The UK’s Prime Minister, Theresa May, stepped up yesterday to set forth Britain’s position and plans for Brexit.
In summary, May said Britain will:
- Leave the single market in order to control immigration and negotiate global trade deals.
- Seek some form of access to the customs union, possibly for specific sectors.
- Seek to to avoid a “disruptive cliff-edge” so a transitional, phased implementation is likely.
The Houses of Parliament and Lords will vote on the final deal.
May also warned against the EU trying to punish the UK for its exit saying that “No deal is better than a bad deal.”
The Prime Minister confirmed that Britain was prepared to walk away without a deal in place.
Reaction To The Brexit Speech
Whilst there was a range of commentary in reaction to May’s speech, the UK pound reacted strongly.
Jamie McGeever, the Chief Markets Correspondent at Reuters, pointed out the significance of the rise.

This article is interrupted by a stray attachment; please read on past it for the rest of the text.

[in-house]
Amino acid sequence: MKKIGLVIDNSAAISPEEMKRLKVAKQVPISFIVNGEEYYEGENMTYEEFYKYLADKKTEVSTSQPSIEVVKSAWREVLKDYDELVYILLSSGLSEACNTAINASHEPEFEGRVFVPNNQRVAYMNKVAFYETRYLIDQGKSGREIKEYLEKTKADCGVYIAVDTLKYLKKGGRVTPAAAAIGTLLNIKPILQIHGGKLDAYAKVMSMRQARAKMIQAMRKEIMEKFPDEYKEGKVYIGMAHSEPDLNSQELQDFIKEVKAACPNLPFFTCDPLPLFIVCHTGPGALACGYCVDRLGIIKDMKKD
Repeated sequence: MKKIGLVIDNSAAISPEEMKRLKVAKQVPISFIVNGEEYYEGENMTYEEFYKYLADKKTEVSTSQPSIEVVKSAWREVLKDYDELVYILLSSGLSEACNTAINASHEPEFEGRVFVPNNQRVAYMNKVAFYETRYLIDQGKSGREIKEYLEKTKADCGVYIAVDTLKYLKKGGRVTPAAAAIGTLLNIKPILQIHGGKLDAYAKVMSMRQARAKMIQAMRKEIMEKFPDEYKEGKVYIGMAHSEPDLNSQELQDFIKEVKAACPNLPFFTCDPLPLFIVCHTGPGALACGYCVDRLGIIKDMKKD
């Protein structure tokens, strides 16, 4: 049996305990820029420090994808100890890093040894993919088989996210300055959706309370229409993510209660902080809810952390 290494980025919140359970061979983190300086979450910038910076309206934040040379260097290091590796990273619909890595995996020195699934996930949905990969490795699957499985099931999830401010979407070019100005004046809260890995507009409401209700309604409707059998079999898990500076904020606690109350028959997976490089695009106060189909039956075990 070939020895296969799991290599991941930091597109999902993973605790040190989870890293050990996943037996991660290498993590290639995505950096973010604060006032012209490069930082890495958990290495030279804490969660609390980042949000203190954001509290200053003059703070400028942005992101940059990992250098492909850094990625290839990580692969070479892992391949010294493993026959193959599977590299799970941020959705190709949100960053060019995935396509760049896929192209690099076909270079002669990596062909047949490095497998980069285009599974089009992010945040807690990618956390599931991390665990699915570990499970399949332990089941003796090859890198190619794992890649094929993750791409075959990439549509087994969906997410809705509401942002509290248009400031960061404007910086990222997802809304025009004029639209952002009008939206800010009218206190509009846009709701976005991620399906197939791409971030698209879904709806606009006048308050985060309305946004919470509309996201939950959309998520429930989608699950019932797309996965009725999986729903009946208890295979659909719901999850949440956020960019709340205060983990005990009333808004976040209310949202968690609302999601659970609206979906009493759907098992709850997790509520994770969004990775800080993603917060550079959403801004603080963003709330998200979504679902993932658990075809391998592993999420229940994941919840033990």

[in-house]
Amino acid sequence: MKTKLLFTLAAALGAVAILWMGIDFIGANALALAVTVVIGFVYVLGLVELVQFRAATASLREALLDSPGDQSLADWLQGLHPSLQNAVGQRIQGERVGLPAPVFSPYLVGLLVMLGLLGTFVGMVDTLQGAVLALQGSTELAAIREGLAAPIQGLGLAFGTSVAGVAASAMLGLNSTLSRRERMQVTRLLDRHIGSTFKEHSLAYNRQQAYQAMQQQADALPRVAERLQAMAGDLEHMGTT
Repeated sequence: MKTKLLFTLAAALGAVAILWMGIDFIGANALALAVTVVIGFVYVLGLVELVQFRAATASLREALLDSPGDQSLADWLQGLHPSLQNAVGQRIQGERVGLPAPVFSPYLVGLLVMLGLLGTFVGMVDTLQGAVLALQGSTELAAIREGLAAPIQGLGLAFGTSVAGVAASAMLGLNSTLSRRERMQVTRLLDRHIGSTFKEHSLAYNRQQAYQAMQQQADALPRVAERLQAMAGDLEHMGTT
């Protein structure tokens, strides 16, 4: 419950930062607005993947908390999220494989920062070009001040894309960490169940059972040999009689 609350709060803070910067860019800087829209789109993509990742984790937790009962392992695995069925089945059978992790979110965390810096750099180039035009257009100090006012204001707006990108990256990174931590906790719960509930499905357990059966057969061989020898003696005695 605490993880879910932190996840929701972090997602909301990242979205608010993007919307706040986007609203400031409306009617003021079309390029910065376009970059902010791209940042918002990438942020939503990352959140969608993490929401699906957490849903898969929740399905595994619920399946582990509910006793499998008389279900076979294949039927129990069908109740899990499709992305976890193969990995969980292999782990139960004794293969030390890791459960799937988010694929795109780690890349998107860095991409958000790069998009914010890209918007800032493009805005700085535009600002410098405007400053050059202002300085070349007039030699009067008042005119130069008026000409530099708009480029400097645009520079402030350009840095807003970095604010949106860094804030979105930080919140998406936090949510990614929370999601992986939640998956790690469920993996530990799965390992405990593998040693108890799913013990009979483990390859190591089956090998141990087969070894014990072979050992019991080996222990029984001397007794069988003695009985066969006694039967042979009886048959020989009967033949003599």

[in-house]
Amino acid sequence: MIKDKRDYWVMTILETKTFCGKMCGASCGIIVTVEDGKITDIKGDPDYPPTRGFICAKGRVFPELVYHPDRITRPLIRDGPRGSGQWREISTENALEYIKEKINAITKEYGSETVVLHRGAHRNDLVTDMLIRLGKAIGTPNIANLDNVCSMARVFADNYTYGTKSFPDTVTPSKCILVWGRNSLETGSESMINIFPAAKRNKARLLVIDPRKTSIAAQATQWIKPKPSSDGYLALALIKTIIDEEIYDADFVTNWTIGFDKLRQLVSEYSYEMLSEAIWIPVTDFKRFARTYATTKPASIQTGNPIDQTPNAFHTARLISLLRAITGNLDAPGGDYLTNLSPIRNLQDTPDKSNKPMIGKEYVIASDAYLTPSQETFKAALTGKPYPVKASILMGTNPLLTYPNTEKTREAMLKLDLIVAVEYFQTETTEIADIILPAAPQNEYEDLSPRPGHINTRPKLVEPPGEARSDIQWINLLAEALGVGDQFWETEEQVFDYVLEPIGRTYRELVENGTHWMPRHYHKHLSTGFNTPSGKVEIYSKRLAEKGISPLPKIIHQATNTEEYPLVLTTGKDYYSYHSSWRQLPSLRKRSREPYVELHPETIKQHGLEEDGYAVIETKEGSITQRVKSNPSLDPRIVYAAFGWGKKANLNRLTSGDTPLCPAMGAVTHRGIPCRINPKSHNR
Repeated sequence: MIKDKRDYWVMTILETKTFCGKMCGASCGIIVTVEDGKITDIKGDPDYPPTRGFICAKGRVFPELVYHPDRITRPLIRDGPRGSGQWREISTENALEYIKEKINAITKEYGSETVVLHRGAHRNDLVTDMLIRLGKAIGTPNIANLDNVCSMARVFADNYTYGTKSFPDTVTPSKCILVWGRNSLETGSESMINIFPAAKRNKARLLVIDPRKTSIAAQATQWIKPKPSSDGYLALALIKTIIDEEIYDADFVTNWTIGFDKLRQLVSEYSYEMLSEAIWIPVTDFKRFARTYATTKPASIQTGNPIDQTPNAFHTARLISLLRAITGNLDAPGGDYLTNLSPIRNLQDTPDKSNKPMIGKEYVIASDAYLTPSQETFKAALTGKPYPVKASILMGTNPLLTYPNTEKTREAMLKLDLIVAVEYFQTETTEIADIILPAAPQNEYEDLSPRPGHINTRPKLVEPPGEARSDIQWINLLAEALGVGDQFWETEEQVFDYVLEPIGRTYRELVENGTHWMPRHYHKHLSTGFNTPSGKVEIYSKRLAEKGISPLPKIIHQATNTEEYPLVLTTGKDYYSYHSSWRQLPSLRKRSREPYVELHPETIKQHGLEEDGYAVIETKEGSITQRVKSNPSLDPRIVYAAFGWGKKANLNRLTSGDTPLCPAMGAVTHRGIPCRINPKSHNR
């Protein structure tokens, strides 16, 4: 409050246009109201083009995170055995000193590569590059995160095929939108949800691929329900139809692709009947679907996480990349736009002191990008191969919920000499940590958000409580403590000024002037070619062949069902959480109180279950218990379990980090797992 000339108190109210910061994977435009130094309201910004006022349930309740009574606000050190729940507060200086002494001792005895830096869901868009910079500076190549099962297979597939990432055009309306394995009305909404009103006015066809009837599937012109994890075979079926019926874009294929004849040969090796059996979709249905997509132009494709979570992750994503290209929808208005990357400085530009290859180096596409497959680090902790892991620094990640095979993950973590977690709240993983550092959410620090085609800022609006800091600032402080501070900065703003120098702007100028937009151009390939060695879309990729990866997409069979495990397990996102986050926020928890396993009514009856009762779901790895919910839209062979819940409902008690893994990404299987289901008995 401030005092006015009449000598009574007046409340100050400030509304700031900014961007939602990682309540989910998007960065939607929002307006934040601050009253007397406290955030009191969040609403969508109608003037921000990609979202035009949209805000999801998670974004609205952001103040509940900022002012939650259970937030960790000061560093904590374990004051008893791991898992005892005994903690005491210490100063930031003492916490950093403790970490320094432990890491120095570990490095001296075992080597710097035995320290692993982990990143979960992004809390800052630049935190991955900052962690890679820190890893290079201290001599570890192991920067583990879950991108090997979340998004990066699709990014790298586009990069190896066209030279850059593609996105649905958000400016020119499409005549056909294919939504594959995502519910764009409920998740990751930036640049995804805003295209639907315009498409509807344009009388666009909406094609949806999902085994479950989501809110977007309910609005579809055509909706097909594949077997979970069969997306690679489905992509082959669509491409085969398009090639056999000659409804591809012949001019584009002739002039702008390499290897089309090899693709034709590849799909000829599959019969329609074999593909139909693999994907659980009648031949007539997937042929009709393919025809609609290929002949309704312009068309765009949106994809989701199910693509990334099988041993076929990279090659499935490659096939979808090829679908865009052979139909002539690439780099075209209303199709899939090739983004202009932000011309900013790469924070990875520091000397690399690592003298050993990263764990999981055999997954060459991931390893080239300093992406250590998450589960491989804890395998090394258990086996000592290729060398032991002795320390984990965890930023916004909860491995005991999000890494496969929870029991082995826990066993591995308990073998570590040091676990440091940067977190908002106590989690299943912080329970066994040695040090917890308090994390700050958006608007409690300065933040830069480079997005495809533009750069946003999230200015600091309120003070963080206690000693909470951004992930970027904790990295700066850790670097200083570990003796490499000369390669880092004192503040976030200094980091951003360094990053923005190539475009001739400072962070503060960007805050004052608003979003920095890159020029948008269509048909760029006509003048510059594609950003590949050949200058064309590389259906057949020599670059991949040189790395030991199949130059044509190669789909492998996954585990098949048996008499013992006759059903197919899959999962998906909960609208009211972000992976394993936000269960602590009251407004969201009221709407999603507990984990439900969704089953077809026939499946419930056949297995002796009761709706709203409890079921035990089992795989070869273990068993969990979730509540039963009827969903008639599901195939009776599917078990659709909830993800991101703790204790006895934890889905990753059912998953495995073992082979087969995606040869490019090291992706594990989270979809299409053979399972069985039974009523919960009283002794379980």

Twitter was busy with supporters highlighting the positives of the Prime Minister’s statement with journalist, Piers Morgan particularly effusive.
A little more restrained but still positive was David Allen Green, Financial Times law and policy expert.
It wouldn’t have been a Brexit moment if Nigel Farage wasn’t involved.
The BBC reported on Germany’s reaction to May’s positioning on Brexit.
As expected, not everyone was happy. Chuka Umunna, Labour MP, was clear on where he stood.
People such as Ian Dunt (Editor of Politics.co.uk), Paul Bernal (Law Lecturer), and others were clearly against May’s plan for Brexit.
With such a range of reactions, it does leave us wondering what the future holds and whether May’s approach will work. John Gapper of the Financial Times seems to think so.
We’ll see what happens.
Check the latest British Pound exchange rate now.